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Business terms and conditions are a vital framework setting out how commercial transactions will take place and what is expected of each party.
They contain the detailed terms that will accompany a contract, providing the signatories with the rules that will govern their commercial relationship.
The importance of the right terms and conditions
Carefully drafted terms and conditions that are tailored to a specific business can be the difference between success and failure if a dispute arises.
The document should cover all eventualities, including how a service or product will be delivered, how and when payments will be made, options for action to be taken in the event of non-payment and cancellation methods. There is also the option to limit liability as far as legally possible.
By setting out a framework for transactions, all parties involved will understand from the start what is expected of them. If the terms and conditions are tailored to suit a particular business, it will go a long way to preventing disputes.
If a disagreement does arise and legal action is necessary, clear and robust terms and conditions which form part of the contract will make it easier for the court to come to a quick and satisfactory decision.
Terms and conditions on a website
If a business includes a website that provides goods, advice or recommendations then it is always advisable to draw up a comprehensive set of terms and conditions, even though this is not a legal requirement. They should not be copied from elsewhere. Not only does copying terms mean that they are not tailored to your business, it is also a breach of copyright and they may one day be in front of a judge in a court of law.
Should a dispute arise, you will be secure in the knowledge that your terms and conditions, drafted for your particular business needs, will shape the way the dispute proceeds. In the event that matters proceed to court, you will be able to have confidence in them and their ability to protect your interests.
What should be included in terms and conditions?
While every set of terms and conditions will be different and should be drafted to suit the business they are intended for, there are several clauses that are likely to be included:
- Payment details, such as when a payment becomes due and what penalties will be imposed for late payment.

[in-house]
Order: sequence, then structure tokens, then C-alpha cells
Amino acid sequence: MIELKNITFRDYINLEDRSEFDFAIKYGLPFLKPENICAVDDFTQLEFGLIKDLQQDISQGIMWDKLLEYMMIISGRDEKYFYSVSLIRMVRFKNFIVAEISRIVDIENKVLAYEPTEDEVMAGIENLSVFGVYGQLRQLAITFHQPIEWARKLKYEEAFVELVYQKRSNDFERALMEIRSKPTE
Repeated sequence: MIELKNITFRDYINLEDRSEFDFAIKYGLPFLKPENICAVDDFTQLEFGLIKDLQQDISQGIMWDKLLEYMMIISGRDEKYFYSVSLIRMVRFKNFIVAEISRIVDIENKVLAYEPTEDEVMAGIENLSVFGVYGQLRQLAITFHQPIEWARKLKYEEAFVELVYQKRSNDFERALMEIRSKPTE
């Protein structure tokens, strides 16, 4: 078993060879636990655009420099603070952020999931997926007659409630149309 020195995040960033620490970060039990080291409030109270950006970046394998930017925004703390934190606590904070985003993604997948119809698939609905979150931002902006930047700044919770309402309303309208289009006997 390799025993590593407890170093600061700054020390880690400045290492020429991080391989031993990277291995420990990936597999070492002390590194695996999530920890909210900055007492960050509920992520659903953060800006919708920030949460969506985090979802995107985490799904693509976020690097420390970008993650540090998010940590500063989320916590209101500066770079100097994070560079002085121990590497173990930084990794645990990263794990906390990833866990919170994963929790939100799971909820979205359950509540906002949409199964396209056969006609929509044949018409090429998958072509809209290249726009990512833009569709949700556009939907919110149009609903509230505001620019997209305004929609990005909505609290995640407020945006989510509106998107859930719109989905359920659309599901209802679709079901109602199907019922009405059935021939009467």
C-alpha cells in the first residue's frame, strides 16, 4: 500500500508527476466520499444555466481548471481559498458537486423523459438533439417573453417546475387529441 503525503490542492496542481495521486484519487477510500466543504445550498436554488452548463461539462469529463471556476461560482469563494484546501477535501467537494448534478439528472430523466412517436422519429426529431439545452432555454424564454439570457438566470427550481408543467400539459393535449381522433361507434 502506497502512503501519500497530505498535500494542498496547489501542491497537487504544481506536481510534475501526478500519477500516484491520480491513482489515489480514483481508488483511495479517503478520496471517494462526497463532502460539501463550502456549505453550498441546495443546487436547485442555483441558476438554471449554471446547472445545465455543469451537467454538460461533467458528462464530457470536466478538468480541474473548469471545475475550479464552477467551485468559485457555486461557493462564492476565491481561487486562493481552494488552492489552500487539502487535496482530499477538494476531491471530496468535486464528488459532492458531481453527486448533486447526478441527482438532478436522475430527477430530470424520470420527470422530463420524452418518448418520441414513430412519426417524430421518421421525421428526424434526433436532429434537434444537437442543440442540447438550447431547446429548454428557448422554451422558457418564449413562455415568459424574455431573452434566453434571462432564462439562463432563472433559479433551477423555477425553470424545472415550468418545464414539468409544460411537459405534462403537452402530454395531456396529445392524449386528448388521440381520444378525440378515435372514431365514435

- Delivery terms, such as when and where goods are to be delivered
- Limiting of liability. This is useful for website content, where liability for content in website links or errors in website content can be excluded.
- A complaints procedure.
- A returns and refunds policy in respect of retail.
- A note of which laws apply to the transaction, for example, the laws of England.
- A confidentiality clause.
The terms and conditions must be available for review by clients or customers and it must be made clear that they have to be accepted by the user before the transaction can proceed. In respect of a website or online transaction, this should be done by way of a clickwrap, not a browsewrap – the user must actually have to click an ‘Accept Terms and Conditions’ button before they can proceed.
Updating terms and conditions
As a business grows, legislation changes and markets evolve, terms and conditions should be reviewed and updated to reflect this. It is a job that is all too easily postponed, but is essential to protect your business from the damage and disruption that can result from disputes or legal action. Existing clients or customers must be notified of any change, be able to view the new document and then actively agree to it.
Ideally, terms and conditions are always bespoke and drafted professionally. This ensures that they will cover situations specific to the individual business which they are designed to protect. Robust terms and conditions will not only make it difficult for someone to challenge them but will often prevent lengthy and expensive litigation.
If your business needs new terms and conditions or you would like your existing document reviewed to ensure it is effective, speak to Andrew Hayward or one of our expert commercial solicitors on 01753 876800 or email Andrew.email@example.com or firstname.lastname@example.org